There were parties of course. But not much different than any other business get togethers. Among them my division’s annual conference and other divisional affairs in New York and Los Angeles, every year the spring/summer soirée at Christie Hefner’s rooftop apartment in the Gold Cost, where she invited her top managers with their spouses and dates that allowed everyone to let their hair down and partake in good spirits, good food and almost always enjoy the good weather from top of the building and feel the breeze coming in from Lake Michigan. Informal as it was, it was still prim and proper business affair. Add to them the bonding events such as a weekend at Kohler Design Center, in Kohler, Wisconsin, where we mingled amidst the latest bathroom fixtures, shower stalls and huge bathtubs, Jacuzzis and bidet. State of the art toilet bowls and bathroom sinks. We would be invited to a day of golfing at exclusive Westchester Country Club and meet up at the Playboy Mansion West for an informal drink and dinner event one evening during the long traditional Playboy Jazz Festivals in Los Angeles. Hefner himself would show up for a while during these evenings and mingle and make small talk with some of us. A Playmate or a Bunny may wander out once in a while, but looking no different than any well dressed good looking young woman at any other social gathering.  Not to forget the employee Christmas Parties every year. Sumptuous and fun, but not unlike any other corporate sponsored holiday event. And that would be the extent of it.

If I were to tell this to my ex colleagues at Time, even unbelieving, they would believe me because of my status as an outsider insider and sum up the Playboy crowd as being an L and a 7. A perfect boring square.

We at Time worked hard. Very hard. That’s what it took to get three weeklies and one monthly out on the trucks and the airplanes. But then we played as hard. Prairie House? Coach House? Booze & Bits? Butch McGuire’s? Name it, and you could have found us there. And we didn’t even have to scout for the liaisons outside of the group. Between our production and traffic offices on the 22nd street and the data processing /administration offices on Ohio – yes we socialized. We had softball teams and the bowling leagues. Those activities followed by ending up at one of the night spots or even at one of us single member’s apartments in the city. Including mine. There were plenty of young men and women, married and unmarried. But did it matter? These are the late Sixties and early Seventies. Bars with juke boxes. Us dancing to the Carpenters’ Close to you and Rainy days and Mondays. Squeezed together in the dim lit back room of the Prairie House or wherever. Hormones raging, falling in love and falling out. It was like the musical chairs of the coupling and uncoupling.  A real Peyton Place if there was one! Eventually I would define the Time crowd as being the most incestuous group of people I have ever worked with. And from what I understood from the photo editors and the art directors we worked with, it weren’t any different in the New York office. Only more lavish and most every foray even paid by the expense accounts. This was confirmed by The New York Times columnist Maureen Dowd – who too worked at Time in her early days, recounts in her recent musings: After my sting in Washington, Time moved me to the New York headquarter, with its “Mad Man” aura of whiskey, cigarettes, four hour sodden lunches and illicit liaisons…On Friday nights when the magazine was going to bed, there were sumptuous platters of roast beef rolled in, and bars in editor’s offices. You get the picture.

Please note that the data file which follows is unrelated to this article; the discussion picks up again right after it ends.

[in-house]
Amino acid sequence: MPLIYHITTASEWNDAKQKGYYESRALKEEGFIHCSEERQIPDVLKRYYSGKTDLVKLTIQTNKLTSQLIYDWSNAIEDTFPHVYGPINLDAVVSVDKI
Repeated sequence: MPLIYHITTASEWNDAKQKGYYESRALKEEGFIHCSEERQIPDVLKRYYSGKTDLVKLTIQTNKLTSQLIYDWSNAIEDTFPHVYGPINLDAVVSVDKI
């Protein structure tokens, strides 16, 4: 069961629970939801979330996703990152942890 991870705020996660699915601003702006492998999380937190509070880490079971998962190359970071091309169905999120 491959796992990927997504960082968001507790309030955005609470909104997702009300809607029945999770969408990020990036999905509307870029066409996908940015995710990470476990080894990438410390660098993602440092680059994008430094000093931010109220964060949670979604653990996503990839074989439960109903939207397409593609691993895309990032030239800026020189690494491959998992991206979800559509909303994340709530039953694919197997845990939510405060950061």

Back to Playboy, whose offices were only three blocks north of our Ohio Street offices and thirteen blocks north of the production offices where I worked. Two different worlds. Could it be that we at Time represented New York of the era and Playboy, Chicago of the Midwest?

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